You are using an older browser version. Please use a supported version for the best MSN experience.

Employees Say Unsustainable Workloads And Expectations Are Driving Them To Quit

Forbes logo Forbes 3/9/2022 Emmy Lucas, Forbes Staff
Employees Say Unsustainable Workloads And Expectations Are Driving Them To Quit getty © Provided by Forbes Employees Say Unsustainable Workloads And Expectations Are Driving Them To Quit getty

Unsustainable workloads are one of the top factors contributing to the Great Resignation, along with uncaring managers, inadequate compensation and lack of career advancement potential, according to a new survey by consulting firm McKinsey & Company released Wednesday.

The survey, which queried nearly 600 employees between December 2020 and December 2021, looked at employees who left a job without another lined up and those who returned to work.

Much of the analysis of how to solve the Great Resignation has focused on giving workers higher pay, better career opportunities or nicer perks such as days off, mental health therapy or better family leave. But there has been less attention paid to the actual workloads employees have—and how employers plan to address that issue—at a time when more people are thinking about their values and how work fits in with the rest of their life.

“We’re not doing the best work because the conditions in which we’re operating is a constant mental sprint,” says Helen Beedham, a leadership consultant and author of The Future of Time. “People are realizing that they’re feeling like they’re working like machines, and we’re not designed to work like that.”

About 35% of respondents said unsustainable work performance expectations were the reason they left a job without another in hand, the same percentage that said uncaring leaders or a lack of career development and advancement potential were the reasons they resigned. Following those top three reasons were a lack of meaningful work, dearth of support for employee health and well-being, inadequate compensation and lack of workplace flexibility.

In some cases, employees are experiencing burnout due to the sheer volume of work increasing. As companies adapt to the Great Resignation, McKinsey & Company senior partner Bill Schaninger, who is also an author of the survey, says few employers are revising expectations when it comes to things such as revenue, output and volume counts.

“You basically have companies trying to do the same amount of work, same amount of sales, but with a third less employees, or a quarter less, however much they are down,” he says.

Compensation ranked sixth as a reason for leaving, according to McKinsey's survey, evidence that pay isn't everything, but means something to employees. Schaninger says it’s easy to blame compensation, but employees who work in an environment they like, find purpose in their work and have relationships with others are staying.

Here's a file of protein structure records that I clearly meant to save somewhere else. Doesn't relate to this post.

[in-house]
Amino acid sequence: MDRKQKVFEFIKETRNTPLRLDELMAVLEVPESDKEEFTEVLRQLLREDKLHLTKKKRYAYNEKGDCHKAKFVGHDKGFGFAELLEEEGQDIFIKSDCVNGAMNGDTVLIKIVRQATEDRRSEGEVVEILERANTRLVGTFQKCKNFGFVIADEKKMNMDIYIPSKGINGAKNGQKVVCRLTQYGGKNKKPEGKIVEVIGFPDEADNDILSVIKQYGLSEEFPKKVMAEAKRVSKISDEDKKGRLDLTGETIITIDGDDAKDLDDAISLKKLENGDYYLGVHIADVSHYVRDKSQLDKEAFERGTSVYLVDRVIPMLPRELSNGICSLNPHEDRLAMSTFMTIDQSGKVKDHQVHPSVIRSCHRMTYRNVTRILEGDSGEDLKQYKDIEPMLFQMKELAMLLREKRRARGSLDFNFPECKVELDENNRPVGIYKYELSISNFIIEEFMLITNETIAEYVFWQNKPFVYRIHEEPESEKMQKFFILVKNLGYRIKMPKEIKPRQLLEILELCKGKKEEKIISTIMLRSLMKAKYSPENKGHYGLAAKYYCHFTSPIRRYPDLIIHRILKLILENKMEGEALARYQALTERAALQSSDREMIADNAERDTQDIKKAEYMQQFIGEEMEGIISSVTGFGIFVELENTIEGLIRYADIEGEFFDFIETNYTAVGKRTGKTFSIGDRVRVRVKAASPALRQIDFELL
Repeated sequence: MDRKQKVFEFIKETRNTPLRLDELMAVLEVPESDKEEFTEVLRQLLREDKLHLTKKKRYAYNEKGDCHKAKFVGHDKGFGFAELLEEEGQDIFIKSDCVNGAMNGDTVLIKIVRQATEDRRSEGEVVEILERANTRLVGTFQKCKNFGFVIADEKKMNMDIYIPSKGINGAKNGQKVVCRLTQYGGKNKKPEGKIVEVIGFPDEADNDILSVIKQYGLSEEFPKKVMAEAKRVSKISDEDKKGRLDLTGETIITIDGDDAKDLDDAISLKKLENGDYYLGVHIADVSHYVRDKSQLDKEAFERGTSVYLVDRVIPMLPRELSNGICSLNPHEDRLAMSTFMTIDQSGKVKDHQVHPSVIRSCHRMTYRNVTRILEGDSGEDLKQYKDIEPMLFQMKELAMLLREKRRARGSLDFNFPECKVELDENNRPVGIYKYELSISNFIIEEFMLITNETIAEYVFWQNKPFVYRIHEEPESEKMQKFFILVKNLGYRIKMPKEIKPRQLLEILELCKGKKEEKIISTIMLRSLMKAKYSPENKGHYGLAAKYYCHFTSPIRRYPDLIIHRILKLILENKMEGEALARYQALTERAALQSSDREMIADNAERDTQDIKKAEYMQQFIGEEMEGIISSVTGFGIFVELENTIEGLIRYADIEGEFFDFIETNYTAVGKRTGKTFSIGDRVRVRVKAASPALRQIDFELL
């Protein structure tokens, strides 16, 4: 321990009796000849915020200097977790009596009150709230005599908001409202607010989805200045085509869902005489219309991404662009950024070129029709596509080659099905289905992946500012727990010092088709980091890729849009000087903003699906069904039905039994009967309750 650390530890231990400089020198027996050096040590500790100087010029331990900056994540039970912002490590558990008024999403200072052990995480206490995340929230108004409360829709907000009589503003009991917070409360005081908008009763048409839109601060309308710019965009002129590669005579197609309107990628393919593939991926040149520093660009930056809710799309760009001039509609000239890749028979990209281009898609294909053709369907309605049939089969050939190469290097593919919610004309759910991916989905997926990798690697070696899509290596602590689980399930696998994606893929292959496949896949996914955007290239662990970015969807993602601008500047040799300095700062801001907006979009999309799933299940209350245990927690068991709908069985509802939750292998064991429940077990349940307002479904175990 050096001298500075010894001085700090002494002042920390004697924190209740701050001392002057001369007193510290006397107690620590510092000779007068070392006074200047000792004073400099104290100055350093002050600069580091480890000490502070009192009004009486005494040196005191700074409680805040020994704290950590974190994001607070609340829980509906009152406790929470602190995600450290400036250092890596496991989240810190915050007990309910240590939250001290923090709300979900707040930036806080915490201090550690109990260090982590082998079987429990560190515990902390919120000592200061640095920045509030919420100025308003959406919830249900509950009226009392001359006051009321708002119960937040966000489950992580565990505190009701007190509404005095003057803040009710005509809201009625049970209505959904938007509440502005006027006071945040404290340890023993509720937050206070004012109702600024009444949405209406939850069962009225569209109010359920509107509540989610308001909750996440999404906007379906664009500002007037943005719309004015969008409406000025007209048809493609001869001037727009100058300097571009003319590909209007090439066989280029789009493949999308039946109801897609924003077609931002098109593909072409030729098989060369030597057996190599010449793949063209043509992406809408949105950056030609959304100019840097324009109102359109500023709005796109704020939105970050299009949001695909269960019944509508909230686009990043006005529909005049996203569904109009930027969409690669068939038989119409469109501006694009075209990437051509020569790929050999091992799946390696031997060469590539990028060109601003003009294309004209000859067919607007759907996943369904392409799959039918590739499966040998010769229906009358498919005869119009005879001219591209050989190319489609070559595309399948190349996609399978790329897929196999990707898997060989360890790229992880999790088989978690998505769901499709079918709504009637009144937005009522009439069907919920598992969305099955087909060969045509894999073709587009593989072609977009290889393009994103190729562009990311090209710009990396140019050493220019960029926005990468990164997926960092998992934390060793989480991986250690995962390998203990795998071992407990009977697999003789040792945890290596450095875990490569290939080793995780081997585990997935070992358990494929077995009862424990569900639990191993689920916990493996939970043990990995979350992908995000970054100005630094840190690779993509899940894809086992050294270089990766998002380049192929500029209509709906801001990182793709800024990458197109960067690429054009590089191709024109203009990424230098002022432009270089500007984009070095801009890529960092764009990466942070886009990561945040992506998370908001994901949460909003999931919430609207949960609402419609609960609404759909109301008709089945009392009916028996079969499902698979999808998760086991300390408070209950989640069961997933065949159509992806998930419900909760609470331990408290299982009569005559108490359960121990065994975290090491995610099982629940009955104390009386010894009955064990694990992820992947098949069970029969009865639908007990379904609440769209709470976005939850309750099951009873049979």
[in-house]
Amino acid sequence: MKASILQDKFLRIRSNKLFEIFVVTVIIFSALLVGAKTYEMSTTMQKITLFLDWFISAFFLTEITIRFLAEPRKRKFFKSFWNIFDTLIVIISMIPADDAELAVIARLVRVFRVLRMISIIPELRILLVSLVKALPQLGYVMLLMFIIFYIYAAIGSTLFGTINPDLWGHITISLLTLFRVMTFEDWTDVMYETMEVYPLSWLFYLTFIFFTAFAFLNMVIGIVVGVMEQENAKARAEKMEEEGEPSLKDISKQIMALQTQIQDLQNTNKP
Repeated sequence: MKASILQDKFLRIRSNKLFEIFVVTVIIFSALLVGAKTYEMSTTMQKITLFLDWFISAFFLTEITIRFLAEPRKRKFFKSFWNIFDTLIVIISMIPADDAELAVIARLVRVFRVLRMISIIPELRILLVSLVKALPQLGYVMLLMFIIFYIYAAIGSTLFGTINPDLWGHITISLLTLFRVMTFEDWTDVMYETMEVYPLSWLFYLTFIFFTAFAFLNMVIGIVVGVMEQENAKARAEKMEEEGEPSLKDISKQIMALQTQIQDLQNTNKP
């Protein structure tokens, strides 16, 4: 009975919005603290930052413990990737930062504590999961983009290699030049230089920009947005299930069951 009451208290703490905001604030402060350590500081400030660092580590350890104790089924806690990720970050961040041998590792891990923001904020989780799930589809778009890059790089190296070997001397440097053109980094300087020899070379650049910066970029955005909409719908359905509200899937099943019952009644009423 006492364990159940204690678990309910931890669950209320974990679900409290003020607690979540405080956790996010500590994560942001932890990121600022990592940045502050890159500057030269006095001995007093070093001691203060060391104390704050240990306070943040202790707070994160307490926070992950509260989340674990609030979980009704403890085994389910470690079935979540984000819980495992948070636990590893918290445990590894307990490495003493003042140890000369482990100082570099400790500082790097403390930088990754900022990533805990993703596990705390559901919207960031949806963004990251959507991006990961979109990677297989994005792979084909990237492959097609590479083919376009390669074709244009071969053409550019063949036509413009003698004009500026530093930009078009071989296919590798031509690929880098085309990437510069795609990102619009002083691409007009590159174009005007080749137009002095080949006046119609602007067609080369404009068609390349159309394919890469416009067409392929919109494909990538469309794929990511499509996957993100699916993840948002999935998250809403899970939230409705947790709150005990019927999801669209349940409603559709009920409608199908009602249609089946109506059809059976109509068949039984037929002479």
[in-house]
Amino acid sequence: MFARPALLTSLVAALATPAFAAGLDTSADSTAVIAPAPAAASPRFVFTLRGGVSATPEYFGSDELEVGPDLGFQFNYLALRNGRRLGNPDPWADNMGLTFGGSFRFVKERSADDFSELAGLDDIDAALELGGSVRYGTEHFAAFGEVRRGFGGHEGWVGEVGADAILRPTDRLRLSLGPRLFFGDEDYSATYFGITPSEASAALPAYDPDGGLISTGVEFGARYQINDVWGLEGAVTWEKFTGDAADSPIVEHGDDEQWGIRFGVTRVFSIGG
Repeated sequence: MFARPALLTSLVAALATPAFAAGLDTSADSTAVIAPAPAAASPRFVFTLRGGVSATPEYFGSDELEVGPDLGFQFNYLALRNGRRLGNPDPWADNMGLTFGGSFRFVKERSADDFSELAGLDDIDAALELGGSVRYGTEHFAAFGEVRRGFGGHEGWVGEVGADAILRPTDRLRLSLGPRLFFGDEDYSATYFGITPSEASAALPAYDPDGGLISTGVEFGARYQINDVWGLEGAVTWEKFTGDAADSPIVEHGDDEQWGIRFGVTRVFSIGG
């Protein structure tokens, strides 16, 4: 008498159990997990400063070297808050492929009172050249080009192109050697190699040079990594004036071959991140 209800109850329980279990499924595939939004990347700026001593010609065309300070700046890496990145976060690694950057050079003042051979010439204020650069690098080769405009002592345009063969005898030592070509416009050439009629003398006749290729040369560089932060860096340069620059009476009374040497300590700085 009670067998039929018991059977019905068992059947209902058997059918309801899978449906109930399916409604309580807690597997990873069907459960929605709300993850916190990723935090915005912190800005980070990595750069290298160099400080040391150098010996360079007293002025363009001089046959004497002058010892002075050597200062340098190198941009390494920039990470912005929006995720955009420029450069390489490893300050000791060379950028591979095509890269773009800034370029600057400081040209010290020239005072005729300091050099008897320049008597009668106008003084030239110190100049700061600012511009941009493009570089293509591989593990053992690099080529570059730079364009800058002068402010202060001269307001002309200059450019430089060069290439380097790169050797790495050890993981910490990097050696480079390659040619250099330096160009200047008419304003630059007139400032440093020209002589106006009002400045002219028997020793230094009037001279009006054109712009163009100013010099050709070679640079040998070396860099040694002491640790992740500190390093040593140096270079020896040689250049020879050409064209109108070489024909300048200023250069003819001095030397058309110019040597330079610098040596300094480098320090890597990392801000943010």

When it comes to returning to work, 47% of the 600 respondents polled who left their jobs returned to the workforce, about a quarter taking up nontraditional work and 76% going back to traditional employment. Of the nearly 600 respondents who voluntarily left a job without another lined up, 44% said they have little to no interest in returning to traditional work in the next six months, the study found.

Only 21% returned to work in the same sector. Industries where employee attrition was seen the most were consumer and retail, healthcare and education.

“I’ve really hoped for a bit of a boomerang,” Schaninger says, “where they went back to where they were [working] after taking maybe four to six months off, and that’s just not showing up. The boomerang is definitely dramatically smaller than we thought.”

Ranking highest for why people returned to work were policies that address workplace flexibility, at about 40%. Post-pandemic workplace flexibility includes not just flexible hours but flexible place, space, time, empathy and understanding.

Cali Williams Yost, founder and CEO of Flex+Strategy Group, says it goes beyond the hybrid work model.

“Hybrid keeps people stuck, because it’s keeping us way too focused on the number of days on site versus remote,” Yost says. “Really this is about how, when and where an organization operates across workspaces, workplaces, time, technology used and the pace at which work is done.”

The report says that while compensation and benefits reviews are a first step, companies need to create a “sticky” workplace where employees want to remain. Ideas include conducting “stay” interviews rather than just exit interviews, creating wellness days and implementing collective time management practices, such as building a few minutes into the schedule between Zoom meetings or scheduling “no meeting” days. Beedham says workplaces that create time to debrief and have downtime, identify boundaries and personalize schedules to employee needs are ones that thrive.

Laura Putnam, founder and CEO of Motion Infusion and author of Workplace Wellness That Works, says companies need structural changes, not “superficial Band-Aids.”

“Organizations and employers really need to take a hard look at whether or not they’re actually willing to do the work to make the structural changes to actually deal with things like work overload,” Putnam says.

The returnees to work cited a lack of career development, inadequate total compensation and a lack of meaningful work as the top reasons they could leave again, the survey found.

“As we move into the next phase of change, it really is important that [the work itself] is prioritized,” Yost says. “We tend to want to make this a quick and easy solution, but it takes effort and it will take time.”

AdChoices
AdChoices
AdChoices

More from Forbes

image beaconimage beaconimage beacon